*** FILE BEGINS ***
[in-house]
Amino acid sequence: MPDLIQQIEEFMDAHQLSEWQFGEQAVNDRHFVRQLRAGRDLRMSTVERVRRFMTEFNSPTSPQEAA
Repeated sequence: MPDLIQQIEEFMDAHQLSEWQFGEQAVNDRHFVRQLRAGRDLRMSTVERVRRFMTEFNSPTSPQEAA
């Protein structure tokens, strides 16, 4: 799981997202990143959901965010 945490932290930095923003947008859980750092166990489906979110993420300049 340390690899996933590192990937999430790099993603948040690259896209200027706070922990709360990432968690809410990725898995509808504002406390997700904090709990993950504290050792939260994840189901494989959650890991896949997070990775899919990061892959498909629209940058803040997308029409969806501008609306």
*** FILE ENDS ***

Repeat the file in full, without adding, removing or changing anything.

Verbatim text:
[in-house]
Amino acid sequence: MPDLIQQIEEFMDAHQLSEWQFGEQAVNDRHFVRQLRAGRDLRMSTVERVRRFMTEFNSPTSPQEAA
Repeated sequence: MPDLIQQIEEFMDAHQLSEWQFGEQAVNDRHFVRQLRAGRDLRMSTVERVRRFMTEFNSPTSPQEAA
């Protein structure tokens, strides 16, 4: 799981997202990143959901965010 945490932290930095923003947008859980750092166990489906979110993420300049 340390690899996933590192990937999430790099993603948040690259896209200027706070922990709360990432968690809410990725898995509808504002406390997700904090709990993950504290050792939260994840189901494989959650890991896949997070990775899919990061892959498909629209940058803040997308029409969806501008609306």